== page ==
I’m back on the road, this time for at least a year or two of various-length stays; a week here, a month there, a day somewhere else. My destinations are equally TBD, but climate range will mostly be 3-seasons because the cold can go eat a dick.
Packing for a trip like this can be tricky enough as it is, but I also plan on doing a lot of camping and picture-taking, so I needed to be equipped for both. And, because there’s no challenge I can’t make more difficult, all of it needed to all fit in carryon luggage.
Piece of cake.
The Camp Bag
Pack Weight: 26lbs
After exhaustive searching for a carryon-sized backpack, it ultimately came down to the Osprey Ozone 46L and Porter 46L. I loved the sleek design and suitcase-style opening of the Porter, but the lack of side pockets and a footlocker made it less suited for outdoorsy stuff. If I weren’t planning on doing any camping or hiking, it’d be perfect. But as I plan on hitting the back country, the Ozone was the better fit.
The Gear Bag
Pack Weight: 27lbs
This one took some searching as the gear bag needed to fit beneath the plane seat in order to qualify as a “personal item” — a max size of 18″ x 13″ x 8″ or so. Thing is, people prefer not to look like turtles, so most backpacks max out at 5″ or 6″ deep, which wastes precious vertical space.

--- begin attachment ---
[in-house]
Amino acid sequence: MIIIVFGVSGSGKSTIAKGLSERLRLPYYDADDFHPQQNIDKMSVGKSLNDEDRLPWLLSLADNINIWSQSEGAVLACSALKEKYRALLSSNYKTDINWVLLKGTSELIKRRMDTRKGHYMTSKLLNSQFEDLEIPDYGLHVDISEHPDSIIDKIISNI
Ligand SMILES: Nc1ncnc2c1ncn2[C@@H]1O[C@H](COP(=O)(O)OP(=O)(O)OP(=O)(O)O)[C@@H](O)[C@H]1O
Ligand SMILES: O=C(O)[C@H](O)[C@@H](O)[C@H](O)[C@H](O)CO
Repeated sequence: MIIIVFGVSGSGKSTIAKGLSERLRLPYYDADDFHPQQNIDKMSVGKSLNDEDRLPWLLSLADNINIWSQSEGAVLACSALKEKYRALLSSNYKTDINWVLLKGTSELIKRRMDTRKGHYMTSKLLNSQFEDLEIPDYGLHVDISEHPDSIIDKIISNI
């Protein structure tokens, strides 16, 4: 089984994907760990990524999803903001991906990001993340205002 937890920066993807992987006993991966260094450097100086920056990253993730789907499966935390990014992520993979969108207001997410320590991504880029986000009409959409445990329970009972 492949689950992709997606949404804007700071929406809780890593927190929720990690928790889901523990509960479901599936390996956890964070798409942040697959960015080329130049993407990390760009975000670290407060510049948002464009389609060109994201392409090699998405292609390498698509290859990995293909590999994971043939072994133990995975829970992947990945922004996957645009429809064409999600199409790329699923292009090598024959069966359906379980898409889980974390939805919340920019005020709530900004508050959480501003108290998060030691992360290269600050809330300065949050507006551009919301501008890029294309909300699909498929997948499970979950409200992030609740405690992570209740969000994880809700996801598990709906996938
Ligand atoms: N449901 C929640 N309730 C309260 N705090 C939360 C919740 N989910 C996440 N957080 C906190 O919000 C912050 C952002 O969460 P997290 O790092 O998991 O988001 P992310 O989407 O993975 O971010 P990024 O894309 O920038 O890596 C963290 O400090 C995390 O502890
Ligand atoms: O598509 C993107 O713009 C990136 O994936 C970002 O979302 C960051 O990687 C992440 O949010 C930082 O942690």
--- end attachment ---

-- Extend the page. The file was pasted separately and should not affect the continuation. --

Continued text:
Thankfully, I found a bag the perfect size (and price) in the AmazonBasics DSLR & Laptop Backpack. It was practically built to spec and fit everything I could throw at it and then some. I won’t go into it too much here, but watch my review for more info.
The Real MVPs
The Catch-22 to these fantastic bags is that what makes them great—the fact that they’re really just large pockets with shoulder straps—also makes them tricky for smaller items. They both offer front panels with smaller pockets for items and the AmazonBasics pack lets you partition it out with velcro dividers, but I travel with a lot of small items and those features weren’t enough.
That’s where containers come in. Between two Strapbooks and one old lens case, I’m able to corral my menagerie of chargers, cables, filters, and a million other things.
(No clue what a Strapbook is? Have I got a video for you!)
Looking at this it’s hard to believe I used to be a massive packrat, buried under a mountain of Stuff. And now I look at my two bags laid out like this, displaying the handful of items that’ll be my entire life for the next few months, and all I can think is,
“What else can I get rid of?”
To be honest, there’s a lot. I haven’t made any of the tough cuts yet because the rest of my year is going to mostly be traveling the States, spending a month or so at a time at my various stops. I’ll likely cut this down considerably at the end of the year when I flee the country. I’ll be sure to post an update when the time comes.